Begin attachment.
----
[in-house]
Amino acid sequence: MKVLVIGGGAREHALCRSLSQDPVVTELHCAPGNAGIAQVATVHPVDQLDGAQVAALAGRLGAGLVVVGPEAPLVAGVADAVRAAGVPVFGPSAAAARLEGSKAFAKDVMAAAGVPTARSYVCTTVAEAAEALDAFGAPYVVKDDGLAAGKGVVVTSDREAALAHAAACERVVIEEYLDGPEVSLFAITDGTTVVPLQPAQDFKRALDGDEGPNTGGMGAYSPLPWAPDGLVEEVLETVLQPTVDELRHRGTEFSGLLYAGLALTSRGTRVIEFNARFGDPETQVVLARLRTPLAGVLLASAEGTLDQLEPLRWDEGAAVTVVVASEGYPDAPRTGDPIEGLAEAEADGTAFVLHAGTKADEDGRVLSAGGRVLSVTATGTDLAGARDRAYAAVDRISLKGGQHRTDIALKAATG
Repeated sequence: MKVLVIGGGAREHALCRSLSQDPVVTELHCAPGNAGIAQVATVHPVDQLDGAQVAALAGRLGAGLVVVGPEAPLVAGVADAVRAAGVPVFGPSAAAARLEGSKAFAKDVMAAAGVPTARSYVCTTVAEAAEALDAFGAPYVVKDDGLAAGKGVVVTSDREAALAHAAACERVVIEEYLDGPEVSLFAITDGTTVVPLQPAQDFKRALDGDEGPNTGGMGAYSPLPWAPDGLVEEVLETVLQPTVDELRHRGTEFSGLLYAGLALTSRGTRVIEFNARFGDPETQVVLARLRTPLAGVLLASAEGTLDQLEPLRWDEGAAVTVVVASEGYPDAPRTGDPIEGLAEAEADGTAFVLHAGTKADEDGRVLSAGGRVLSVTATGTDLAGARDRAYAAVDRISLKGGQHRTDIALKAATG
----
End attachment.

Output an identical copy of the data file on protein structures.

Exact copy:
[in-house]
Amino acid sequence: MKVLVIGGGAREHALCRSLSQDPVVTELHCAPGNAGIAQVATVHPVDQLDGAQVAALAGRLGAGLVVVGPEAPLVAGVADAVRAAGVPVFGPSAAAARLEGSKAFAKDVMAAAGVPTARSYVCTTVAEAAEALDAFGAPYVVKDDGLAAGKGVVVTSDREAALAHAAACERVVIEEYLDGPEVSLFAITDGTTVVPLQPAQDFKRALDGDEGPNTGGMGAYSPLPWAPDGLVEEVLETVLQPTVDELRHRGTEFSGLLYAGLALTSRGTRVIEFNARFGDPETQVVLARLRTPLAGVLLASAEGTLDQLEPLRWDEGAAVTVVVASEGYPDAPRTGDPIEGLAEAEADGTAFVLHAGTKADEDGRVLSAGGRVLSVTATGTDLAGARDRAYAAVDRISLKGGQHRTDIALKAATG
Repeated sequence: MKVLVIGGGAREHALCRSLSQDPVVTELHCAPGNAGIAQVATVHPVDQLDGAQVAALAGRLGAGLVVVGPEAPLVAGVADAVRAAGVPVFGPSAAAARLEGSKAFAKDVMAAAGVPTARSYVCTTVAEAAEALDAFGAPYVVKDDGLAAGKGVVVTSDREAALAHAAACERVVIEEYLDGPEVSLFAITDGTTVVPLQPAQDFKRALDGDEGPNTGGMGAYSPLPWAPDGLVEEVLETVLQPTVDELRHRGTEFSGLLYAGLALTSRGTRVIEFNARFGDPETQVVLARLRTPLAGVLLASAEGTLDQLEPLRWDEGAAVTVVVASEGYPDAPRTGDPIEGLAEAEADGTAFVLHAGTKADEDGRVLSAGGRVLSVTATGTDLAGARDRAYAAVDRISLKGGQHRTDIALKAATG